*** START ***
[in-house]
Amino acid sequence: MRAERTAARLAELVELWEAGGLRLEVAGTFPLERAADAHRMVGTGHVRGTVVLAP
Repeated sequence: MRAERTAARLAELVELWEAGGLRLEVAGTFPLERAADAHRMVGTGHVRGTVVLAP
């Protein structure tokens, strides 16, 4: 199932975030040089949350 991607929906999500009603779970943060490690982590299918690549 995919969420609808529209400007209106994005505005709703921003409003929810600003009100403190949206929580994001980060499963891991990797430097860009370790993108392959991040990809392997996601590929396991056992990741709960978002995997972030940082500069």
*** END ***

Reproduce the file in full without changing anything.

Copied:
[in-house]
Amino acid sequence: MRAERTAARLAELVELWEAGGLRLEVAGTFPLERAADAHRMVGTGHVRGTVVLAP
Repeated sequence: MRAERTAARLAELVELWEAGGLRLEVAGTFPLERAADAHRMVGTGHVRGTVVLAP
């Protein structure tokens, strides 16, 4: 199932975030040089949350 991607929906999500009603779970943060490690982590299918690549 995919969420609808529209400007209106994005505005709703921003409003929810600003009100403190949206929580994001980060499963891991990797430097860009370790993108392959991040990809392997996601590929396991056992990741709960978002995997972030940082500069």